Tag Archives | Plunder

Liberty Reserve, “Bank of Choice for the Criminal Underworld”

Liberty reserveKurt Eichenwald likens the latest massively fraudulent bank scandal at Liberty Reserve to BCCI (remember them, the terrorist bankers of choice?), at Vanity Fair:

Another day, another alleged fraud. But this one—brought to light by the federal indictment of Liberty Reserve, which prosecutors said was one of the world’s largest online money operations—sounded a little bit too familiar.

According to the charges, the operators of Liberty Reserve constructed an extremely complex international network for financial transactions that allowed its customers to transmit vast sums of money around the globe, all while operating under layers of anonymity. As a result, the indictment says, “Liberty Reserve was in fact used extensively for illegal purposes, functioning in effect as the bank of choice for the criminal underworld.”

If that rings a bell for any of you fraud aficionados, think back to 1991 and the virtual financial explosion of a shadowy international institution called the Bank of Credit and Commerce International, best known as B.C.C.I.

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Obama in Plunderland: Down the Corporate Rabbit Hole

Zuckerberg meets ObamaThe president’s new choices for Commerce secretary and FCC chair underscore how far down the rabbit hole his populist conceits have tumbled. Yet the Obama rhetoric about standing up for working people against “special interests” is as profuse as ever. Would you care for a spot of Kool-Aid at the Mad Hatter’s tea party?

Of course the Republican economic program is worse, and President Romney’s policies would have been even more corporate-driven. That doesn’t in the slightest make acceptable what Obama is doing. His latest high-level appointments — boosting corporate power and shafting the public — are despicable.

To nominate Penny Pritzker for secretary of Commerce is to throw in the towel for any pretense of integrity that could pass a laugh test. Pritzker is “a longtime political supporter and heavyweight fundraiser,” the Chicago Tribune reported with notable understatement last week, adding: “She is on the board of Hyatt Hotels Corp., which was founded by her family and has had rocky relations with labor unions, and she could face questions about the failure of a bank partly owned by her family.… Read the rest

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The Illuminati Were Amateurs: The Second Huge Financial Scandal of the Year Reveals the Real International Conspiracy

Occupy Wall Street March 2012 foreclosure bannerThe biggest price fixing scandal ever is how Matt Taibbi describes it for Rolling Stone:

Conspiracy theorists of the world, believers in the hidden hands of the Rothschilds and the Masons and the Illuminati, we skeptics owe you an apology. You were right. The players may be a little different, but your basic premise is correct: The world is a rigged game. We found this out in recent months, when a series of related corruption stories spilled out of the financial sector, suggesting the world’s largest banks may be fixing the prices of, well, just about everything.

You may have heard of the Libor scandal, in which at least three – and perhaps as many as 16 – of the name-brand too-big-to-fail banks have been manipulating global interest rates, in the process messing around with the prices of upward of $500 trillion (that’s trillion, with a “t”) worth of financial instruments.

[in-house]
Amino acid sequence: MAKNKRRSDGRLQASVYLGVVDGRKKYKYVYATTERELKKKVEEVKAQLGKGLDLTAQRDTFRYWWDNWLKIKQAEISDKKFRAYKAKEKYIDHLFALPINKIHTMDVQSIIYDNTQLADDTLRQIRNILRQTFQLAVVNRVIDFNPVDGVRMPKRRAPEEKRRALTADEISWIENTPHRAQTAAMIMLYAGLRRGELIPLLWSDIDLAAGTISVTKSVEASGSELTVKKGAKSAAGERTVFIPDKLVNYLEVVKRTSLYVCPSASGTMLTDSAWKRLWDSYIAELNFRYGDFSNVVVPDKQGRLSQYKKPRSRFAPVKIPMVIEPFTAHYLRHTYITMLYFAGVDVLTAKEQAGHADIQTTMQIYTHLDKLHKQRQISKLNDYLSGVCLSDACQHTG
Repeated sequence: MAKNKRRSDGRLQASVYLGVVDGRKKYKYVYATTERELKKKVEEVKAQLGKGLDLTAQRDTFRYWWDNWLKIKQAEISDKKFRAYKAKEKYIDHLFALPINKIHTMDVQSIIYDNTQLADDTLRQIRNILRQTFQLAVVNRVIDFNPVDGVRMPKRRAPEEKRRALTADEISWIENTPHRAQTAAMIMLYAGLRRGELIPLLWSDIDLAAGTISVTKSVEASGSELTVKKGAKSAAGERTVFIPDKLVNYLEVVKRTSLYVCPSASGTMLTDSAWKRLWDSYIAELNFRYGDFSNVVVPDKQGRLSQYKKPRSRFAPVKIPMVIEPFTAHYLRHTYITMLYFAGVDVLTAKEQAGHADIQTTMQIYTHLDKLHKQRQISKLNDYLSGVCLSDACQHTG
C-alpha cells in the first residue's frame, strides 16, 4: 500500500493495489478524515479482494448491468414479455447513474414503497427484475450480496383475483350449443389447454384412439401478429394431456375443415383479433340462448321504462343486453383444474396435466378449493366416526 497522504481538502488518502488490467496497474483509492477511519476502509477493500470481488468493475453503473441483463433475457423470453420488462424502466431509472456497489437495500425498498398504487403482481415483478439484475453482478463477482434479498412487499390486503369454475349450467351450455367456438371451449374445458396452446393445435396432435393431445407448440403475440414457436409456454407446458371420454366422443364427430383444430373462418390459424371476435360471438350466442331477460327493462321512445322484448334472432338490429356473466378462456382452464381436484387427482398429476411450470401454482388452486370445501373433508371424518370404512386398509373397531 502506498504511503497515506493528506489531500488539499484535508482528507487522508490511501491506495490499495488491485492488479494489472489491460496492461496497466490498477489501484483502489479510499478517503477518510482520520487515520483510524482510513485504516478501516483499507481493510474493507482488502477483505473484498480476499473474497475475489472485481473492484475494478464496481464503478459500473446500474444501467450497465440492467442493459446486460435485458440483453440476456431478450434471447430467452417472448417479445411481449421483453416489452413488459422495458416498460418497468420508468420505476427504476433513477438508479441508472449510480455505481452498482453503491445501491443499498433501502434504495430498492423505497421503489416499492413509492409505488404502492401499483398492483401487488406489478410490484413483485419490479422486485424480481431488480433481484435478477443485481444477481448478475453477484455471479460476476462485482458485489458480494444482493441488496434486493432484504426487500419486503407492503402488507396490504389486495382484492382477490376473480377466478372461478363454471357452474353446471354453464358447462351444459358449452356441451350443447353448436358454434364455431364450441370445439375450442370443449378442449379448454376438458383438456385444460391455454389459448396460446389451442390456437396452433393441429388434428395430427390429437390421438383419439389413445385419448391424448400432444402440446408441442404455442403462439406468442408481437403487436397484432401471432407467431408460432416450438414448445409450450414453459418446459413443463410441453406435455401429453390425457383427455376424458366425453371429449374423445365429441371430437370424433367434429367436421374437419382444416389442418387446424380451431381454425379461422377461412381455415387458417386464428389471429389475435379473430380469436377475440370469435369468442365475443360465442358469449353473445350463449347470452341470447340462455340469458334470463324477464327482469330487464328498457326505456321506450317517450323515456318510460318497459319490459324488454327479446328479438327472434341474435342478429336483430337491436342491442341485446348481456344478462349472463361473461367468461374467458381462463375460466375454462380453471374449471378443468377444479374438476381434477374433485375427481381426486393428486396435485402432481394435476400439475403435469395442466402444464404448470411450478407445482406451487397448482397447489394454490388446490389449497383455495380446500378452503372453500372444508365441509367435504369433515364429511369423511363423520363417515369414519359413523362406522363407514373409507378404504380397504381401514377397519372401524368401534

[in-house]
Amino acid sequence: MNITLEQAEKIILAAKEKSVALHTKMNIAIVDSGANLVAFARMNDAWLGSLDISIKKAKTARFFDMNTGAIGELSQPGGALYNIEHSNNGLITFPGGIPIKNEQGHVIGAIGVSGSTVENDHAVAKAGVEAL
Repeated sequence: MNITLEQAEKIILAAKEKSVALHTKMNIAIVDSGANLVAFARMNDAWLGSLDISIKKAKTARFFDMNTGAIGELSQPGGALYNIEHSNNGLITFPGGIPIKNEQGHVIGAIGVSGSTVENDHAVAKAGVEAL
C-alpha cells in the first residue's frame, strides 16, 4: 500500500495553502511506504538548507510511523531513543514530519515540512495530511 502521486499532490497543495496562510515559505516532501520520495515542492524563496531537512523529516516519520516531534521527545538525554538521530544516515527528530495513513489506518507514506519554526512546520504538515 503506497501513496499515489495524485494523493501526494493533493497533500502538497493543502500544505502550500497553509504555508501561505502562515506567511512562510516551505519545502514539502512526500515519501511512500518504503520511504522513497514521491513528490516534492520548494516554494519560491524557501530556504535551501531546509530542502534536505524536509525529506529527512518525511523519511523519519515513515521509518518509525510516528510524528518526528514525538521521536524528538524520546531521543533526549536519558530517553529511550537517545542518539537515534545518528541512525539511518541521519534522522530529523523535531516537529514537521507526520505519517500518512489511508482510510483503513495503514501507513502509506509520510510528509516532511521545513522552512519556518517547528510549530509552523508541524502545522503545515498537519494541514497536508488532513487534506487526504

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Wall Street Whistleblower Gets Reamed

When the odds are stacked this heavily against whistleblowers, there's not much incentive to rat out wrongdoers. Matt Taibbi looks at how even the courts are in on it, for Rolling Stone:
A great many people around the county were rightfully shocked and horrified by the recent excellent and hard-hitting PBS documentary, The Untouchables, which looked at the problem of high-ranking Wall Street crooks going unpunished in the wake of the financial crisis. The PBS piece certainly rattled some cages, particularly in Washington, in a way that few media efforts succeed in doing. Now, two very interesting and upsetting footnotes to that groundbreaking documentary have emerged in the last weeks. The first involves one of the people interviewed for the story, a former high-ranking executive from Countrywide financial who turned whistleblower named Michael Winston...
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The Middle Class Has Been Saved – Or Has It?

Long live the middle class now that it has survived the fiscal cliff and been “saved.” President Obama is basking in the glory of having averted the deepening of a crisis that is more structural than political and hardly resolved. The markets are cheering, it is said, because markets love stability, unless there is money to be made off of volatility of their own making. Forget the working class. The term is passé, as is the so-called and usually undefined great mushy middle class moves into its rightful place at the center of everyone’s concerns. (When asked what class they are in—or aspire to be in—workers, and even the poor say Middle Class. Unless survey questions include the choice of working class that they usually don’t.) Analysts who looked closely at the big deal so hysterically pushed through Congress as the dramatic end-piece of a year of political warfare, say that there will be very little gain for the middle class with income taxes down but payroll taxes up, insuring that it will be more, at best, of a wash than a redistribution of wealth on any level. Many Americans, not just the rich, will be shelling out more, not less. Economist Lambert Strether calls it the “fecal cliff,” noting, “cuts and tax increases (especially on the rich) are not commensurate. A “sacrifice” where some give up luxuries and others give up necessities is in no way “shared. A marginal sacrifice for the rich is not commensurate to core sacrifices for the rest...